Before & Laughter by Jimmy Carr and 8 Deaths by Mark Watson | Two comedians' self-help memoirs reviewed

Before & Laughter by Jimmy Carr and 8 Deaths by Mark Watson

Two comedians' self-help memoirs reviewed

It’s a cliché that stand-up is therapy for the comedian. But in these two books, Jimmy Carr and Mark Watson turn their experiences in the business into life lessons that could benefit their readers.

As two very different stand-ups, their approaches contrast markedly, even though there’s some overlap in the advice they impart. Carr is high status. He celebrates how comedy turned his life around and how you could do the same if you follow his advice. Watson is low status. Several times he’s screwed up his life even while being a comic of some success, but he has finally come to figure out why – and wants you to avoid the same pitfalls.

Carr’s epiphany came when he realised that the superficially successful life he was leading was unfulfilling. He’d done well at school and Cambridge University and landed a good job in marketing at Shell. But it left him feeling dead inside, so as part of a quarter-life crises – when he also lost his mother and his faith – he took redundancy and became a comedian, working harder than anyone else in the business to get where he wanted.

The trigger was doing a course in neuro-linguistic programming, and the philosophy he espouses in Before & Laughter is rooted in those techniques. He wants you to understand that your destiny is your own, that you must find the path you want and commit to it. Take control of your future, fake it till you make it and don’t put off doing things for fear of the consequences… but embrace compromise if it helps to get you there.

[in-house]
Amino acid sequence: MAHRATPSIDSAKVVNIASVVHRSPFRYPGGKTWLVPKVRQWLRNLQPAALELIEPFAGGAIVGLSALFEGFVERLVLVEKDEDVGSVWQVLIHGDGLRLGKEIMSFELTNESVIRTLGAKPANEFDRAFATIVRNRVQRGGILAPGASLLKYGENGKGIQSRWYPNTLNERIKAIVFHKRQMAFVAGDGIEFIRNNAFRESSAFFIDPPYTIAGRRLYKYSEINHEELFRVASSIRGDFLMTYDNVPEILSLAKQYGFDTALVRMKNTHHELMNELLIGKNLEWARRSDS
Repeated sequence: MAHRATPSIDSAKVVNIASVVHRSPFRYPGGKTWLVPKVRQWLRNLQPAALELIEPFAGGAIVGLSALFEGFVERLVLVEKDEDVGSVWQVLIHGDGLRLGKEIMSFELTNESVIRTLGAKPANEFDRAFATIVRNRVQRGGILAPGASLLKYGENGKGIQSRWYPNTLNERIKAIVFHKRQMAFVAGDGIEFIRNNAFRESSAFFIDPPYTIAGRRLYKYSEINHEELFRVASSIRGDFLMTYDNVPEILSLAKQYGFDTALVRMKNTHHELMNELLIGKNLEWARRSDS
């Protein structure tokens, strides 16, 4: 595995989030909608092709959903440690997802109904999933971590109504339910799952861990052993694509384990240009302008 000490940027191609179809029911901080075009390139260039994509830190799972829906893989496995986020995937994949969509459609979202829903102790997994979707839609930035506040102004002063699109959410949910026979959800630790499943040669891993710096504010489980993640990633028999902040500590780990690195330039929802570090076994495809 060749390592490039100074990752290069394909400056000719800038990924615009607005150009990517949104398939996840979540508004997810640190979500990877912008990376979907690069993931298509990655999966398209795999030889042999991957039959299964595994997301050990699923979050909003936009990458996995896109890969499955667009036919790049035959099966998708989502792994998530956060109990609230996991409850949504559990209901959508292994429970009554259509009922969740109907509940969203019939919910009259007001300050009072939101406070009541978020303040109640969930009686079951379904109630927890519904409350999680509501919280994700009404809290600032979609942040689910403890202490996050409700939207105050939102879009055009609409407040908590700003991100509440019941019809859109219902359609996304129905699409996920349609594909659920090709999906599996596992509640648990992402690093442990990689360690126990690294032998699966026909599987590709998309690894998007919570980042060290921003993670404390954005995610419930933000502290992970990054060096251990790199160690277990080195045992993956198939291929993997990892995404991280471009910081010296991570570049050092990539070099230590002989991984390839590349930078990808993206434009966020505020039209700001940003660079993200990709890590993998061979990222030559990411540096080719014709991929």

He sees his comedy as a superpower. Comedians are rebels, they tell the truth, see things others do not. They learn to accept failure as part of the path to success, acknowledge what their inner critic might be saying it, address it and move on. And, of course, laughter equals happiness – although there is also some truth in the ‘tears of a clown’ trope, he believes. Although for him depression is fleeting, and he considers the more constant anxiety the flipside of creativity.

While Carr found redemption in comedy and pursued it relentlessly, stand-up is something Mark Watson fell into, finding public speaking was one of his few natural abilities, at least by his own account. He didn’t seek his path in life, he just found himself on it – not really knowing it even existed.

Not long out of university – Cambridge again – he won an open mic competition run by the Daily Telegraph and his future in the business seemed secure. Many of his subsequent crises of confidence came from when that career path wasn’t as smooth as he expected, setbacks that proved to be more existentially worrying than they might initially seem.

The overlap with Carr’s advice comes from pursing a life that was not what he truly wanted, and judging his worth by the standards or achievements of others. These metaphorical deaths of his ambition led to self-destructive behaviour which – now he is settled and accepting of himself – he can recognise for what it was.

While Carr is certain about the advice he shares, Watson is more circumspect, saying only these are the lessons he learned the hard way in the hope they might benefit others.

He exposes the vulnerabilities and insecurities that are part of his make-up and the deeply personal mistakes he made, which he shares with a wit, acceptance and honesty that mean they resonate.   Even if you don’t feel you need the life lessons he has to offer, such elements mean it makes for an engrossing, revelatory and candid memoir.

• Before & Laughter by Jimmy Carr is published by Quercus priced £20. It is available from Amazon, priced £10.

• 8 Deaths by Mark Watson is an audiobook only, available free to subscribers of Audible or £14.99 for non-members from Amazon.

Published: 22 Dec 2021

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